Percy George Archibald BARR
Eyes blue, Hair black, Complexion dark
Who is our soldier, buried in Plot 1, Fow F, Grave 43, Rue-Du-Bois Cemetery?
Percy Barr was killed in the Battle of Fromelles at only 19 years of age and his military and CWGC files indicate that he is buried in the Rue du Bois Military Cemetery. His original and subsequent headstones read, “He fought, he died, not for his own, but England’s unsullied name”.
The headstones also carry (and carried) the inscription “Believed to be” Percy Barr, thus confirming that there was (and remains) uncertainty that this is Percy’s grave.
The uncertainty about exactly who is in the grave, is due to two important pieces of information – the ‘believed to be’ inscription as well as the fact that Percy was also identified as being recovered by the Germans and is nominated on the German Death list.
Percival George Archibald Barr was born on 27 December 1896 in Oxford, England to Thomas and Beatrice Maud (nee Archer) Barr. Two years later, they had another son, Stanley.
In 1901, Percy’s family were living at 155 High Street, Cheltenham, Gloucestershire, England, where his father, Thomas, was the manager of a book shop. When Percy was 6 in mid-1902, the family decided to emigrate to Sydney, Australia.
After their arrival, they settled in at 146 Wardell Road, Dulwich Hill, a Sydney suburb. While Percy was at school, he served for four years in the Senior Cadets, as did many other young men at the time. He became a Sergeant in their 34th Infantry Battalion.
After finishing his schooling, Percy became a “commercial traveler” - a travelling salesman. He also continued an army association as a member of the Citizen Military Forces.
Into the Army with his mate, William Bentley
With the direct family ties to England and ‘War Fever’ in Australia, Percy enlisted on 10 July 1915 at Liverpool NSW. He was only 18, but he had the full support of his parents.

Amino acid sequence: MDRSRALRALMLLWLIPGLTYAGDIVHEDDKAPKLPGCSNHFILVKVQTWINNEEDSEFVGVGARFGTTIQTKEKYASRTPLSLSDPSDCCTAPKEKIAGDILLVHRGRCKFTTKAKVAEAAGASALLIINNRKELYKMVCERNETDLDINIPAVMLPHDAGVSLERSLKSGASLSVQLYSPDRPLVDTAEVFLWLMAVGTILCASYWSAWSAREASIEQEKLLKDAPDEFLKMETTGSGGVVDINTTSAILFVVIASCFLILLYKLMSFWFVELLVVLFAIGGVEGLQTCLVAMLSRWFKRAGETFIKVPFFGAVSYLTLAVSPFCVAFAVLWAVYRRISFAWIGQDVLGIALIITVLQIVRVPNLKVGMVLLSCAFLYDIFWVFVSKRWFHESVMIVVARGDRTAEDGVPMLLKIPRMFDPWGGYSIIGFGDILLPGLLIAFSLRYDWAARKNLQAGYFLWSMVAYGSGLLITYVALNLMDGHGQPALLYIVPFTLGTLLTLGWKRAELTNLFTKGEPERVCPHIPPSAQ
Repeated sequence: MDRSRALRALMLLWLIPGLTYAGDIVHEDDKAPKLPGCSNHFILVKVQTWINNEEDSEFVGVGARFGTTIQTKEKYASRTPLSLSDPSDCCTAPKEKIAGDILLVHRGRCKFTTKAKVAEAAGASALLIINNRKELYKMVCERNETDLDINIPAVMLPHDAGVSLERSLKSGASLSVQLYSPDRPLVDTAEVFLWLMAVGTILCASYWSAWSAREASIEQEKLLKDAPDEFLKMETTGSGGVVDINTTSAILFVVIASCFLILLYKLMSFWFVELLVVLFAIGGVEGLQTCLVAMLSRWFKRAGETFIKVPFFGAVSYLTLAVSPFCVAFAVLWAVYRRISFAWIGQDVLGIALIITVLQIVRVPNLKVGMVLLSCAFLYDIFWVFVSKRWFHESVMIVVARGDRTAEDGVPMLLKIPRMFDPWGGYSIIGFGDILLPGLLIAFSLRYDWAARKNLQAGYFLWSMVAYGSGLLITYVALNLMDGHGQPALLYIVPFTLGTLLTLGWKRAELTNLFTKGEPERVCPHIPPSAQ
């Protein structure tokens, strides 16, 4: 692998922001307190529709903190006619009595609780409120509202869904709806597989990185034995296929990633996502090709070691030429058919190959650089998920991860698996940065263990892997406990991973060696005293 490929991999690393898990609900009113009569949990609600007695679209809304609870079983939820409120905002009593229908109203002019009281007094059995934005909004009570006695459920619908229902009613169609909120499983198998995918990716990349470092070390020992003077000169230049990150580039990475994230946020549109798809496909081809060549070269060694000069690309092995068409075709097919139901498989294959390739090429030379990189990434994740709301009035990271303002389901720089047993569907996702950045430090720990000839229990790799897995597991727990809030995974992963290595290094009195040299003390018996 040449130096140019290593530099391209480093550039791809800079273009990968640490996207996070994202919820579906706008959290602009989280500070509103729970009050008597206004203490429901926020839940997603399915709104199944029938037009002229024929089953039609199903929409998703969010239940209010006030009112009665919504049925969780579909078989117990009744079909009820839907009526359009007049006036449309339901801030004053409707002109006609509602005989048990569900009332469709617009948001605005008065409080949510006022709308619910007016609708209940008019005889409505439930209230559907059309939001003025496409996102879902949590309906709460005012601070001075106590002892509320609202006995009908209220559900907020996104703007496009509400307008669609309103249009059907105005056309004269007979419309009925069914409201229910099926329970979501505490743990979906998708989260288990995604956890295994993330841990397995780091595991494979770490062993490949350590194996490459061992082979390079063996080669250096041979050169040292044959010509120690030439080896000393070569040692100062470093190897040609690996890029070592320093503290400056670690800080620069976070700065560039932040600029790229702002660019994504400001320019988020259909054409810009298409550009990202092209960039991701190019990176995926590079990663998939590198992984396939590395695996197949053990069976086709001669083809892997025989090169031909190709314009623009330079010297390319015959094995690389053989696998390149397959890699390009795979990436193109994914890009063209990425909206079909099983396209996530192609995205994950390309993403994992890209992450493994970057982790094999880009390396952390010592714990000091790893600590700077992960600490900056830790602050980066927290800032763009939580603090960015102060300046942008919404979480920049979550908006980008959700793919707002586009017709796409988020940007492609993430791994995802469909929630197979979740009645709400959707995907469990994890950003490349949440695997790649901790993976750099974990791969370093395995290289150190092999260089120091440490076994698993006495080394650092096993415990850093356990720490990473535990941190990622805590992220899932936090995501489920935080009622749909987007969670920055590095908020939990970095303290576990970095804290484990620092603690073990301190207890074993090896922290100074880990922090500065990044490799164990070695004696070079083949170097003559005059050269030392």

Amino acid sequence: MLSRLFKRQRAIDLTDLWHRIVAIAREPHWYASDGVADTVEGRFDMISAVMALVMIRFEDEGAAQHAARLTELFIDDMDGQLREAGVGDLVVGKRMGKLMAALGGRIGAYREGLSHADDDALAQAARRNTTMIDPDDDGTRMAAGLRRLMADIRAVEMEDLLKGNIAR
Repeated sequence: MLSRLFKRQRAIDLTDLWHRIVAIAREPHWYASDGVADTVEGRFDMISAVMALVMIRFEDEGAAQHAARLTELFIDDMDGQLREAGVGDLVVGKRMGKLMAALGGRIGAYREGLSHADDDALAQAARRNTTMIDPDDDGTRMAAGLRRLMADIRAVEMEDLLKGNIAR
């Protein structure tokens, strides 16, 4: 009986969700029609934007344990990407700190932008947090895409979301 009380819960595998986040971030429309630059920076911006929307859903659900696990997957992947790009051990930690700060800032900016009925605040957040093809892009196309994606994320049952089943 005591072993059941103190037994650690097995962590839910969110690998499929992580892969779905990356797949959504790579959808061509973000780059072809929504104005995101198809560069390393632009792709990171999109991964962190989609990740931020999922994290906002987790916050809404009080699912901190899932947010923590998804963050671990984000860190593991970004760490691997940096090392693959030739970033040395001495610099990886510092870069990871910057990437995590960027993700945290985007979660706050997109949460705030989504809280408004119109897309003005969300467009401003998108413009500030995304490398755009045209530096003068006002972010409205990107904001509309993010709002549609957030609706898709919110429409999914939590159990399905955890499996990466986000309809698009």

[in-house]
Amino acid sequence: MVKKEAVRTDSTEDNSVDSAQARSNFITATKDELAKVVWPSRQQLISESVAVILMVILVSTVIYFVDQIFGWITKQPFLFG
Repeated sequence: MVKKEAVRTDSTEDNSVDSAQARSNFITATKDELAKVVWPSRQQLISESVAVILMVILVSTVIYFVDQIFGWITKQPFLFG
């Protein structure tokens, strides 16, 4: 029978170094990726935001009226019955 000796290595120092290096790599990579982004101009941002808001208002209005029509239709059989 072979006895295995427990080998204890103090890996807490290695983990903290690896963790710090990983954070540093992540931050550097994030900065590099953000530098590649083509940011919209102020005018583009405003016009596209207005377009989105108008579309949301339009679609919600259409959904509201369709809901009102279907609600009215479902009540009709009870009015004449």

He signed up with William Bentley, presumably a good friend as the two young men
- joined on the same day,
- were assigned Service Numbers 3006 and 3007,
- lived not far from each other in Dulwich Hill,
- were close in age, and
- had migrated to Sydney from England.
Percy and William were assigned to the 2nd Battalion, 10th reinforcements and were sent for training at the Liverpool Camp west of Sydney.
By 8 October, the two were on their way to Egypt, departing Sydney on HMAT A69 Warilda. The new recruits were to join with the existing 2nd Battalion troops who had moved from Gallipoli to Egypt at the end of December. Percy and William met with them at the Tel el Kebir camp, halfway between Cairo and the Suez Canal.
At the time Percy and William were arriving in Egypt, major reorganizations in the troops were underway following the heavy losses at Gallipoli and the thousands of new recruits streaming in from Australia. In mid-February 1916 the 54th Battalion was formed and Percy and William were reassigned to this new battalion.
By the end of March, much of the basic training in musketry and bayonet use had been completed for all of the new soldiers. They then marched 45 kilometres in the heat across the sand to begin their duties along the Suez Canal. After arriving at the Ferry Post camp they were rewarded with being able to have a swim in the Canal.